Mysterium Humanum returns for Spring 2019

  In the coming spring semester, CPR will offer its Mysterium Humanum Studies course for the thirteenth time since the department was created in 1979.  This is a public lecture series exploring a theme of enduring importance to the human condition from a variety of academic points of view.  The course was conceived when the department was formed, as a way to capitalize on its interdisciplinary character.  In previous years we have focused on Justice, Death, Time, God, Imagination, Power, Sex, and Wilderness, among others.  Students earn three credits in the course, but it is also free and open to the public. … [Read more...]

New Courses for Spring 2019

Open to all UMW students, CPR has two new courses for the spring semester! CPRD 299, Mysterium Humanum Studies: Madness, will use a multi-disciplinary set of guest lectures to explore the topic of madness. Approaches will include classics, philosophy, disability studies, religious studies, and art history, to name a few. The class meets on Tuesdays and Thursdays from 3:30 to 4:45 and satisfies major requirements for Classics, Philosophy, and Religious Studies majors. There are no prerequisites. RELG 231C4, Special Topics: Christianity in Africa, will survey the history of Christianity in Africa, particularly on selected regions: Egypt and sub-Saharan Africa. Dr. Violet Gandiya (Ph.D. , University of Cambridge) will teach the course on Tuesdays and Thursdays from 12:30 to 1:45 p.m. There are no prerequisites, and the course satisfies an elective for Religious Studies majors. … [Read more...]

CPR mourns the passing of Dr. Diane Hatch

  It is with deep regret and sadness that the Dept. of Classics, Philosophy, and Religion announces the passing of its beloved colleague, Dr. Diane Hatch, Professor Emerita of Classics.  Prof. Hatch passed away on Saturday morning, October 13, 2018, at the age of 76. Prof. Hatch began teaching Latin and Classics at Mary Washington College in 1966 and retired in 2000. She received her B.A. in Latin from Sweet Briar College and her M.A. and Ph.D. from the University of North Carolina (Chapel Hill). Dr. Hatch co-edited with Dr. Elizabeth Clark The Golden Bough, The Oaken Cross: The Virgilian Cento of Faltonia Betitia Proba. Above all, she was dedicated to teaching and her students. … [Read more...]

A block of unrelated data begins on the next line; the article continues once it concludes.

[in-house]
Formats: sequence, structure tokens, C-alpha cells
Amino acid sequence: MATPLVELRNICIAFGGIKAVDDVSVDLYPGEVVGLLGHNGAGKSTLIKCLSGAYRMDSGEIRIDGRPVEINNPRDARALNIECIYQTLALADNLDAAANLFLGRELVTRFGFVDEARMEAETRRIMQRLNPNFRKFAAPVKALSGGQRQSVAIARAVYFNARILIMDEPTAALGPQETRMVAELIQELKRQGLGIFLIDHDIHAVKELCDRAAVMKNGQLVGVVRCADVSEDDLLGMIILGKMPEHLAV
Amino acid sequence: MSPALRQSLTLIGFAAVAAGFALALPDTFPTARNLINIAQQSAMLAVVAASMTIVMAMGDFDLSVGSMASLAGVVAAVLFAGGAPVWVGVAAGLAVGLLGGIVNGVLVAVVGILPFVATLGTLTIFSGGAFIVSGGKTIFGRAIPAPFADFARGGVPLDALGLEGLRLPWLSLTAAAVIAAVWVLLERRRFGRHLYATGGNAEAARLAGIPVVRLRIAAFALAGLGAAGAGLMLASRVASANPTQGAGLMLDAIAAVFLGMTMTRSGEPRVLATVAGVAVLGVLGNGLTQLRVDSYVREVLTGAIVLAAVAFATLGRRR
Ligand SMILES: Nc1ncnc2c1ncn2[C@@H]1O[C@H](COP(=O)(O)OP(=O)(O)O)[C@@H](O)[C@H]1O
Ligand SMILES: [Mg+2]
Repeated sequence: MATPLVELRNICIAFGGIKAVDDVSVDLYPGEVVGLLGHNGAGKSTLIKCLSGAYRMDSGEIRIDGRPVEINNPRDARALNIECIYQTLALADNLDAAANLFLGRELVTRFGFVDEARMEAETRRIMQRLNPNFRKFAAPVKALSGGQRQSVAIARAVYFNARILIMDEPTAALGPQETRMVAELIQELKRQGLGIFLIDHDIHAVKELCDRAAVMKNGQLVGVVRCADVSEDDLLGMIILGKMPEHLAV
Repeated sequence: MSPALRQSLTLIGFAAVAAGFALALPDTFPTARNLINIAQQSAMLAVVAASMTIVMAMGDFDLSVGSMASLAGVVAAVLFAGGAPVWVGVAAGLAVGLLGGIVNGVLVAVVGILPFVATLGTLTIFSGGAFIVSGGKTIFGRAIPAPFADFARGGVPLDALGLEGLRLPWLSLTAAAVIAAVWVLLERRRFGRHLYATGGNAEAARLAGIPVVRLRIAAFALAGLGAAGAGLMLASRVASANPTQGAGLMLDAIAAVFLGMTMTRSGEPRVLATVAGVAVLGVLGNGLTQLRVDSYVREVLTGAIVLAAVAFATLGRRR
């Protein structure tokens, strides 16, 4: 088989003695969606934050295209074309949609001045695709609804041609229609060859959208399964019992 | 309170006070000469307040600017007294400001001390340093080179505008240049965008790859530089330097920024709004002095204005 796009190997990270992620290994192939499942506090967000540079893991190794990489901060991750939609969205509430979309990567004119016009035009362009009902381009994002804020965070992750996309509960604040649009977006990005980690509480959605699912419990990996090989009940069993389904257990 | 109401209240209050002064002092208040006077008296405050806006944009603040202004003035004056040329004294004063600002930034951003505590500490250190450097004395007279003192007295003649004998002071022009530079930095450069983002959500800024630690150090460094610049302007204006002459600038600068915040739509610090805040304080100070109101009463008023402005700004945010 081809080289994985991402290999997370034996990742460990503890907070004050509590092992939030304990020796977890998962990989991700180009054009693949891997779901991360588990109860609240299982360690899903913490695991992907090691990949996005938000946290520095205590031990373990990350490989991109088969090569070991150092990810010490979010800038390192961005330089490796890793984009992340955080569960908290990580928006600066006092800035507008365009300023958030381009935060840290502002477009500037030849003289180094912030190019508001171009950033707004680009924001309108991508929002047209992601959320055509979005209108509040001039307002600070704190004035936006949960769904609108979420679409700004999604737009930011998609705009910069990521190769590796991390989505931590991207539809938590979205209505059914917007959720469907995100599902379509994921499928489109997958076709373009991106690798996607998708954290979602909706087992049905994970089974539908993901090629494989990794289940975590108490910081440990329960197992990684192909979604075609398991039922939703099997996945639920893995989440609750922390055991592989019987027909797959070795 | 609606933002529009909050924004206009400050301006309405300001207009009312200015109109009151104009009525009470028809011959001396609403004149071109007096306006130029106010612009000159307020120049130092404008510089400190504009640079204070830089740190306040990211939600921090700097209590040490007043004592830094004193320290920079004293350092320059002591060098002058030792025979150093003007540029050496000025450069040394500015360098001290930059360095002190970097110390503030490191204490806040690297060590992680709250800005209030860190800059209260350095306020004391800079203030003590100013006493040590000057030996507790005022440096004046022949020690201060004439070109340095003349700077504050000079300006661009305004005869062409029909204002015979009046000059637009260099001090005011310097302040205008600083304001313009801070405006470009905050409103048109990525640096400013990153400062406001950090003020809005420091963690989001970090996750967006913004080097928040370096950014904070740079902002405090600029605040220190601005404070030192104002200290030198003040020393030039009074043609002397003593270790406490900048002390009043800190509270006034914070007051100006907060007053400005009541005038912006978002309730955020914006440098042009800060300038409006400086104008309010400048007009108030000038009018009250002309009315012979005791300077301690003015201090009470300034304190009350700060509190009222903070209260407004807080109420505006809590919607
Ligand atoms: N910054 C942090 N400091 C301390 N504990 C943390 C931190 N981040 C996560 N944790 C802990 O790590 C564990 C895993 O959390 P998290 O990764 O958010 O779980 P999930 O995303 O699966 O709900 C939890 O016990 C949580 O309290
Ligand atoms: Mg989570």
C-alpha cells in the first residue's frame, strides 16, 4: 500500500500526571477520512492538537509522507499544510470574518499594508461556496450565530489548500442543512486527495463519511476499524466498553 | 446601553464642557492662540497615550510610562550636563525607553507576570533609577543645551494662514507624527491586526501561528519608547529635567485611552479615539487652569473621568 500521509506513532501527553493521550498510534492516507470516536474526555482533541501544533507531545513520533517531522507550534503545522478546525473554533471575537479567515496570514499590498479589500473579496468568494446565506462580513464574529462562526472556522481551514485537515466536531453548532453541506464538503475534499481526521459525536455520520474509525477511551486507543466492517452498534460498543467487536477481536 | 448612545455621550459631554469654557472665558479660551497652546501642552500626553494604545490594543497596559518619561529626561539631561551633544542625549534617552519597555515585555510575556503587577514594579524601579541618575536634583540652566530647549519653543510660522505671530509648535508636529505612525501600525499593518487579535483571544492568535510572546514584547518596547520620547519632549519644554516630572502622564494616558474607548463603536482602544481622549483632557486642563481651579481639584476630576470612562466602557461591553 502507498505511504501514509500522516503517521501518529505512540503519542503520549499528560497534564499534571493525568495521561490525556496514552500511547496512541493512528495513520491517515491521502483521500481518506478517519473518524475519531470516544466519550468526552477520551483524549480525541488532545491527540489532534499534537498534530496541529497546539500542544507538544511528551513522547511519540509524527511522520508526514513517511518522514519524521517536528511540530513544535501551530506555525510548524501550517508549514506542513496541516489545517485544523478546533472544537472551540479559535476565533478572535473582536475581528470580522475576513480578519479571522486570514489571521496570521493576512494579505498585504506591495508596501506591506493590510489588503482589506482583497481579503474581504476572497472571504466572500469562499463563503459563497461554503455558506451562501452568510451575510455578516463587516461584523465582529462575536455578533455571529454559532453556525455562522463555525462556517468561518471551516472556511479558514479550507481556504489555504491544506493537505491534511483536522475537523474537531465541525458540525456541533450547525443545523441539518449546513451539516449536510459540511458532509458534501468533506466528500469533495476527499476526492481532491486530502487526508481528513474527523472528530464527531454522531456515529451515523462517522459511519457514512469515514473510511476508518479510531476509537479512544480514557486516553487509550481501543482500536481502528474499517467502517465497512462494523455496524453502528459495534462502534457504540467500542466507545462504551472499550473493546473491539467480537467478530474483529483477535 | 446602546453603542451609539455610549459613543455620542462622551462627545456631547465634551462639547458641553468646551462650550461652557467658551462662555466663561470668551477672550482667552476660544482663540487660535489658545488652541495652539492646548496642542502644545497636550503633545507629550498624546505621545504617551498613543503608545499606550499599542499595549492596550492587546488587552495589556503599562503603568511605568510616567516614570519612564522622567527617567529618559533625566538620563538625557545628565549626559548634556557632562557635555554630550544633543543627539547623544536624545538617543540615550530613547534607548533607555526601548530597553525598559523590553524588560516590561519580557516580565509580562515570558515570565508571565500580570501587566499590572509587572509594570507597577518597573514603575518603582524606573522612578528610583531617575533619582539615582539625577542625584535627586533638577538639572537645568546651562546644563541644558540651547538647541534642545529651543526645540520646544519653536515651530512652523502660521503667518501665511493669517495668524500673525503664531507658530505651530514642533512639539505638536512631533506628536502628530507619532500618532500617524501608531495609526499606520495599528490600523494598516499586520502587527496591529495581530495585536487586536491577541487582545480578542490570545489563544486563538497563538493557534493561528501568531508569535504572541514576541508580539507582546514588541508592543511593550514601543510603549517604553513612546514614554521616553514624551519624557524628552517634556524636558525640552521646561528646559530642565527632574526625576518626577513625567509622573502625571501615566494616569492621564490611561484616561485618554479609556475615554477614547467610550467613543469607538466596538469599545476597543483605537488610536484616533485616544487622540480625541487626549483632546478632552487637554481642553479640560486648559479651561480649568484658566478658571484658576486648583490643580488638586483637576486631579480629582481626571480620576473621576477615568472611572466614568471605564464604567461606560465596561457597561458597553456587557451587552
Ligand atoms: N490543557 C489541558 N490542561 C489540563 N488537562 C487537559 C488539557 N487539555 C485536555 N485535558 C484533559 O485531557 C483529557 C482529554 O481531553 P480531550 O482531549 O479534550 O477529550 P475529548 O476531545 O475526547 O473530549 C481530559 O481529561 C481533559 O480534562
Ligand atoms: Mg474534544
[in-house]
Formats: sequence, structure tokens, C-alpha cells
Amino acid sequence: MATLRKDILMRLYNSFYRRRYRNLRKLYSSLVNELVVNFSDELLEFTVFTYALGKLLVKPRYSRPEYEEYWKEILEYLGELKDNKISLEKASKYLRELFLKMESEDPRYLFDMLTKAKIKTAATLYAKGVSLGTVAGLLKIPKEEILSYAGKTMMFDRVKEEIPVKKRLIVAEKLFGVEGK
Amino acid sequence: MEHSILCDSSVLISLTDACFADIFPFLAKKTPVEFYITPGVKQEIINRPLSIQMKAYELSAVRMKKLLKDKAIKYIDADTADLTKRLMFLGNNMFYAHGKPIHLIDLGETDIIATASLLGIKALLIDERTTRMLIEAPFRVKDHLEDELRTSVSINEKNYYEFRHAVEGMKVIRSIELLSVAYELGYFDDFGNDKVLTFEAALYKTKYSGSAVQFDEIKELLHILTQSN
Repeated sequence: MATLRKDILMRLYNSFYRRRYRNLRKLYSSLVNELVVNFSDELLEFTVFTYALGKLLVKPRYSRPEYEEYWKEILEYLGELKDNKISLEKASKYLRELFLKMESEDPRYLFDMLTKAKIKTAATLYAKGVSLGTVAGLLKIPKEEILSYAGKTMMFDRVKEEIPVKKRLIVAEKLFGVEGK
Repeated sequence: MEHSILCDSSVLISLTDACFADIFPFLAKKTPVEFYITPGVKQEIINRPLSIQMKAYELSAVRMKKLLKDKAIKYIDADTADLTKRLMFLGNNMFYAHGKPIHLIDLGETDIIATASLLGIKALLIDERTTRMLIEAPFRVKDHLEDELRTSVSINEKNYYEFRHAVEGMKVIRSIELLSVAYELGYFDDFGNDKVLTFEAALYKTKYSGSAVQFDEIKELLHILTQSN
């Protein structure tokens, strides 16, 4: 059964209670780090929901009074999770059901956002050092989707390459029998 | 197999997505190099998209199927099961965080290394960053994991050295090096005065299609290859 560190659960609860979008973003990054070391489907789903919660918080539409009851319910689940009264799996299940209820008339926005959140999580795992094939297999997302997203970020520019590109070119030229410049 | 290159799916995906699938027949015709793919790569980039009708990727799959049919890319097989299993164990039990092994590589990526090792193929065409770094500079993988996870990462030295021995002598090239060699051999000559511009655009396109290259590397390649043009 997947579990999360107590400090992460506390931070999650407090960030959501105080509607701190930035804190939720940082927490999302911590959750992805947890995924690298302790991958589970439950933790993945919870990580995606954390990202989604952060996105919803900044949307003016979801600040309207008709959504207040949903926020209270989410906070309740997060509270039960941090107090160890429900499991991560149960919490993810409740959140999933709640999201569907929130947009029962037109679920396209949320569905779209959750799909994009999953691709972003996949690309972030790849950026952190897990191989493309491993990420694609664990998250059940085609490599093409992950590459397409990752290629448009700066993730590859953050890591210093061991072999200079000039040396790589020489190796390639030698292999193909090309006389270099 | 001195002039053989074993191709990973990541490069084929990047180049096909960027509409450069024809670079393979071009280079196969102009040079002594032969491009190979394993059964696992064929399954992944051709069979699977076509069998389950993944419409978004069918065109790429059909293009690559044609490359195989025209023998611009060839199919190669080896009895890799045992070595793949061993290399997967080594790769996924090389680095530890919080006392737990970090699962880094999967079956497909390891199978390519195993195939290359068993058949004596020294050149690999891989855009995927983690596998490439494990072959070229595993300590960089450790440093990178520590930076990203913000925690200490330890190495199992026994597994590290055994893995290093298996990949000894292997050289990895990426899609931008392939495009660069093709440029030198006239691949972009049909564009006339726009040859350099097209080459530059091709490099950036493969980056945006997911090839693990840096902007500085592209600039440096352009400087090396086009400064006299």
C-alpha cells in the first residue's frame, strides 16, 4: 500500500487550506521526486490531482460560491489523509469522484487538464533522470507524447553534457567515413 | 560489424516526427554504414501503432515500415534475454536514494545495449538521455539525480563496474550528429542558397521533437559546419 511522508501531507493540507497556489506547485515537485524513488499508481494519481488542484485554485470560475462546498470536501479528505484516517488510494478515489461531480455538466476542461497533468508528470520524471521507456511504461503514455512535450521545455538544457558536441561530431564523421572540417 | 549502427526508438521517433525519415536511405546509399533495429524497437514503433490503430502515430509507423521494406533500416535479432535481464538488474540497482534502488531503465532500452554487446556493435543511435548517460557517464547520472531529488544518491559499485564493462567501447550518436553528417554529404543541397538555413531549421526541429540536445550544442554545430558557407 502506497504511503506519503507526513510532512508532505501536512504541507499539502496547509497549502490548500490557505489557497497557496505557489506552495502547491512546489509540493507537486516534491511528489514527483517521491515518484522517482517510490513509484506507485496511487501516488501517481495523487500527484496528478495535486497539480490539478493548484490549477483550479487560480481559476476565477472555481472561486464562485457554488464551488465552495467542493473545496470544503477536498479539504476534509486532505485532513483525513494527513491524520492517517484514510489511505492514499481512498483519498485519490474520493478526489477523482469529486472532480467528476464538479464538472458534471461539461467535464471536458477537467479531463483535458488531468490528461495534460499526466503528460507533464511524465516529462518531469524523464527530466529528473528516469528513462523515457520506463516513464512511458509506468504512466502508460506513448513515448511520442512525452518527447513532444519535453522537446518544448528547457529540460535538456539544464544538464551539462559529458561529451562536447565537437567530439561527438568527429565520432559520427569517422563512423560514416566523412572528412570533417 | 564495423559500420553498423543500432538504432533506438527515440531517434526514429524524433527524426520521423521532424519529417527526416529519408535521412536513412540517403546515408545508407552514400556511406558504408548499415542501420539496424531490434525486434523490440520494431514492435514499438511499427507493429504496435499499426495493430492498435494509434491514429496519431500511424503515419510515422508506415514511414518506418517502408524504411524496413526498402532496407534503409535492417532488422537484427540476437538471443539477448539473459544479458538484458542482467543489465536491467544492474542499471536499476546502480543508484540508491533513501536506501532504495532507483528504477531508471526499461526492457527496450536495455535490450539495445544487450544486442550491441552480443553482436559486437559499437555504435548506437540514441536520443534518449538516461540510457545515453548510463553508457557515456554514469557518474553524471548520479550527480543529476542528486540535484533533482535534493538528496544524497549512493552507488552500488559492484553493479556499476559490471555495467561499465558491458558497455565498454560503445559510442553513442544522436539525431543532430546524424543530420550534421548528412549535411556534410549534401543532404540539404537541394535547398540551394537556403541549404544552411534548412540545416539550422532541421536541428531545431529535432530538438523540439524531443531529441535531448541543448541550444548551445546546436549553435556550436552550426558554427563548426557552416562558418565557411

UMW CPR Zen Garden Opening

  On Saturday, June 2nd at 3 p.m., CPR will celebrate the opening of the new Zen garden, located between Trinkle and Mason Halls. The garden is a joint venture funded by Classics, Philosophy, and Religion; the College of Arts and Sciences dean; and private donors. A reception will follow, and we hope you'll join us. … [Read more...]

Philosophy majors successfully defend honors theses

Last week, Kate Barry, Megan Murphy, Ben Willis, and Jonathan Hollingsworth successfully defended their senior theses in Philosophy. Congratulations to them and to all of the CPR majors graduating on Saturday, May 12, 2018! … [Read more...]

Schedule changes!

The snow has forced some changes to the Religious Freedom conference. Please see the updated schedule below. MARCH 22 UNIVERSITY CENTER, COLONNADE 10:00AM-10:30AM OPENING REMARKS 10:30AM-12:30PM SPEAKER PANEL 12:30PM-2:00PM LUNCH 2:00PM-4:30PM SPEAKER PANEL 4:30PM-4:45PM CLOSING REMARKS SPECIAL EVENT: MONROE HALL 116 7:00PM-8:30PM ROUNDTABLE MARCH 23 UNIVERSITY CENTER, COLONNADE 9:30AM-12:00PM SPEAKER PANEL 12:00PM-1:30PM LUNCH 1:30PM-2:30PM ESSAY WINNERS 2:30PM-4:00PM REFLECTION 4:00PM-4:15PM CLOSING REMARKS Speaker Panels Breakdown with titles March 22nd Panel 1: ANTI-INTELLECTUALISM AND RELIGIOUS FREEDOM Monica Miller (Lehigh University): “The Struggle of (Black) Gods Today: A.L.L.A.H and the Rhetoric of Divine Subjectivity”​ Benjamin Marcus (Religious Freedom Center of the Newseum Institute): “Who Is the Expert?: Authority and Knowledge in Religious Literacy Education” Panel 2: Persecution complex MARY BETH MATHEWS (UNIVERSITY OF MARY … [Read more...]